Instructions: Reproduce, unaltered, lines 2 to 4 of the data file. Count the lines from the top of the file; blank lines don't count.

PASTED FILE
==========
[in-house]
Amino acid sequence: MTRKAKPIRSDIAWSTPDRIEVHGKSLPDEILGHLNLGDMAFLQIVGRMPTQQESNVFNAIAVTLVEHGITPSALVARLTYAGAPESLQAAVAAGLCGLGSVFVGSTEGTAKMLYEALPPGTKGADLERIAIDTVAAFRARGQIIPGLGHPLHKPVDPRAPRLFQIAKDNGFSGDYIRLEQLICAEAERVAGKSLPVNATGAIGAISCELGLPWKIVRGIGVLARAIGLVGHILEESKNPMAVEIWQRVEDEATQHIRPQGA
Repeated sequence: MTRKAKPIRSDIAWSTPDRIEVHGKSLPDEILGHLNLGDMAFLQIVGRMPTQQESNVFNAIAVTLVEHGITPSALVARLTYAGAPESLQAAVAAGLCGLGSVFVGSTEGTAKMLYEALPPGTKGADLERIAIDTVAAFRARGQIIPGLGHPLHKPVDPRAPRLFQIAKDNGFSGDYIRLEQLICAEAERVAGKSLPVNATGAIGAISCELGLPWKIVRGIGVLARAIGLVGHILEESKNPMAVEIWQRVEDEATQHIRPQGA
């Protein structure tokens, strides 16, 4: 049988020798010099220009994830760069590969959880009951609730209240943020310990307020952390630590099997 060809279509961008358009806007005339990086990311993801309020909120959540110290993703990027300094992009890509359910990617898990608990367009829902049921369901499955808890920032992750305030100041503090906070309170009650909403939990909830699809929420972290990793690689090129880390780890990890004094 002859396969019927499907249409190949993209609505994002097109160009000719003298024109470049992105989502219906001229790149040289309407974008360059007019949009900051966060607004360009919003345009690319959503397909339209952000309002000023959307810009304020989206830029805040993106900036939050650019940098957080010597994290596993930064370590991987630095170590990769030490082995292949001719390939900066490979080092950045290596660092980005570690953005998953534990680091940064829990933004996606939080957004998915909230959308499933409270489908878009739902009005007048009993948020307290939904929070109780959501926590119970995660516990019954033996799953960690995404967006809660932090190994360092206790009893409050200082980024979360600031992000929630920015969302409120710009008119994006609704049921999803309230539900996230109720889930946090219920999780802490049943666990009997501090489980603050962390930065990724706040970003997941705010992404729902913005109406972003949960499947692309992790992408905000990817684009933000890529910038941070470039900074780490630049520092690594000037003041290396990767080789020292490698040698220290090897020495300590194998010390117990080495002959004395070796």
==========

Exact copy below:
Amino acid sequence: MTRKAKPIRSDIAWSTPDRIEVHGKSLPDEILGHLNLGDMAFLQIVGRMPTQQESNVFNAIAVTLVEHGITPSALVARLTYAGAPESLQAAVAAGLCGLGSVFVGSTEGTAKMLYEALPPGTKGADLERIAIDTVAAFRARGQIIPGLGHPLHKPVDPRAPRLFQIAKDNGFSGDYIRLEQLICAEAERVAGKSLPVNATGAIGAISCELGLPWKIVRGIGVLARAIGLVGHILEESKNPMAVEIWQRVEDEATQHIRPQGA
Repeated sequence: MTRKAKPIRSDIAWSTPDRIEVHGKSLPDEILGHLNLGDMAFLQIVGRMPTQQESNVFNAIAVTLVEHGITPSALVARLTYAGAPESLQAAVAAGLCGLGSVFVGSTEGTAKMLYEALPPGTKGADLERIAIDTVAAFRARGQIIPGLGHPLHKPVDPRAPRLFQIAKDNGFSGDYIRLEQLICAEAERVAGKSLPVNATGAIGAISCELGLPWKIVRGIGVLARAIGLVGHILEESKNPMAVEIWQRVEDEATQHIRPQGA
């Protein structure tokens, strides 16, 4: 049988020798010099220009994830760069590969959880009951609730209240943020310990307020952390630590099997 060809279509961008358009806007005339990086990311993801309020909120959540110290993703990027300094992009890509359910990617898990608990367009829902049921369901499955808890920032992750305030100041503090906070309170009650909403939990909830699809929420972290990793690689090129880390780890990890004094 002859396969019927499907249409190949993209609505994002097109160009000719003298024109470049992105989502219906001229790149040289309407974008360059007019949009900051966060607004360009919003345009690319959503397909339209952000309002000023959307810009304020989206830029805040993106900036939050650019940098957080010597994290596993930064370590991987630095170590990769030490082995292949001719390939900066490979080092950045290596660092980005570690953005998953534990680091940064829990933004996606939080957004998915909230959308499933409270489908878009739902009005007048009993948020307290939904929070109780959501926590119970995660516990019954033996799953960690995404967006809660932090190994360092206790009893409050200082980024979360600031992000929630920015969302409120710009008119994006609704049921999803309230539900996230109720889930946090219920999780802490049943666990009997501090489980603050962390930065990724706040970003997941705010992404729902913005109406972003949960499947692309992790992408905000990817684009933000890529910038941070470039900074780490630049520092690594000037003041290396990767080789020292490698040698220290090897020495300590194998010390117990080495002959004395070796």